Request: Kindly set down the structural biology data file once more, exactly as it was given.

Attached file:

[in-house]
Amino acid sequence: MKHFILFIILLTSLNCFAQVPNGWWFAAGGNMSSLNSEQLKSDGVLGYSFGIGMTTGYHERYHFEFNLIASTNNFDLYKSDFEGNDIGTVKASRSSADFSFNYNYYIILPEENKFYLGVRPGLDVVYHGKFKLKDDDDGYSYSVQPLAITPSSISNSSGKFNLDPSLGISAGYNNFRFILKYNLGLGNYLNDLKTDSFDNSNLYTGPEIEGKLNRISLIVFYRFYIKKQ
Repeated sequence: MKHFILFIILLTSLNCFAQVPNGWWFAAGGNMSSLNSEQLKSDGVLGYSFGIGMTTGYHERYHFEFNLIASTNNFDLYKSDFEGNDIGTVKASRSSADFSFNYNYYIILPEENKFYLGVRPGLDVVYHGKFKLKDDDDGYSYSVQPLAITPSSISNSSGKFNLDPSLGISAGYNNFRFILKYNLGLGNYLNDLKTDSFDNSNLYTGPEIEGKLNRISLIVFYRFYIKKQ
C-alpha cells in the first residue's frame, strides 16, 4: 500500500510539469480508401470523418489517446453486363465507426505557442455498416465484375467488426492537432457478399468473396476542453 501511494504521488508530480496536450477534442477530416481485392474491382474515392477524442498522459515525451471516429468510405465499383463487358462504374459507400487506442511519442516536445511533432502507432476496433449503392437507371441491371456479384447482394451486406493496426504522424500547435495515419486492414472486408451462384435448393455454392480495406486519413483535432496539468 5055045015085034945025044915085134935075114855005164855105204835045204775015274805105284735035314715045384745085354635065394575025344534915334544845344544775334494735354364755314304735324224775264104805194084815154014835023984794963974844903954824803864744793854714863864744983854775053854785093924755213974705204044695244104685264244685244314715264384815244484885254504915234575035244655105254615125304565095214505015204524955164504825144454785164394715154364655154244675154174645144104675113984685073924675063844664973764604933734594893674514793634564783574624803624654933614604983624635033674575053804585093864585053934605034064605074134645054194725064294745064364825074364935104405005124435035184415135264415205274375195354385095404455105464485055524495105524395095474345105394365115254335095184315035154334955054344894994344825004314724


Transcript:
[in-house]
Amino acid sequence: MKHFILFIILLTSLNCFAQVPNGWWFAAGGNMSSLNSEQLKSDGVLGYSFGIGMTTGYHERYHFEFNLIASTNNFDLYKSDFEGNDIGTVKASRSSADFSFNYNYYIILPEENKFYLGVRPGLDVVYHGKFKLKDDDDGYSYSVQPLAITPSSISNSSGKFNLDPSLGISAGYNNFRFILKYNLGLGNYLNDLKTDSFDNSNLYTGPEIEGKLNRISLIVFYRFYIKKQ
Repeated sequence: MKHFILFIILLTSLNCFAQVPNGWWFAAGGNMSSLNSEQLKSDGVLGYSFGIGMTTGYHERYHFEFNLIASTNNFDLYKSDFEGNDIGTVKASRSSADFSFNYNYYIILPEENKFYLGVRPGLDVVYHGKFKLKDDDDGYSYSVQPLAITPSSISNSSGKFNLDPSLGISAGYNNFRFILKYNLGLGNYLNDLKTDSFDNSNLYTGPEIEGKLNRISLIVFYRFYIKKQ
C-alpha cells in the first residue's frame, strides 16, 4: 500500500510539469480508401470523418489517446453486363465507426505557442455498416465484375467488426492537432457478399468473396476542453 501511494504521488508530480496536450477534442477530416481485392474491382474515392477524442498522459515525451471516429468510405465499383463487358462504374459507400487506442511519442516536445511533432502507432476496433449503392437507371441491371456479384447482394451486406493496426504522424500547435495515419486492414472486408451462384435448393455454392480495406486519413483535432496539468 5055045015085034945025044915085134935075114855005164855105204835045204775015274805105284735035314715045384745085354635065394575025344534915334544845344544775334494735354364755314304735324224775264104805194084815154014835023984794963974844903954824803864744793854714863864744983854775053854785093924755213974705204044695244104685264244685244314715264384815244484885254504915234575035244655105254615125304565095214505015204524955164504825144454785164394715154364655154244675154174645144104675113984685073924675063844664973764604933734594893674514793634564783574624803624654933614604983624635033674575053804585093864585053934605034064605074134645054194725064294745064364825074364935104405005124435035184415135264415205274375195354385095404455105464485055524495105524395095474345105394365115254335095184315035154334955054344894994344825004314724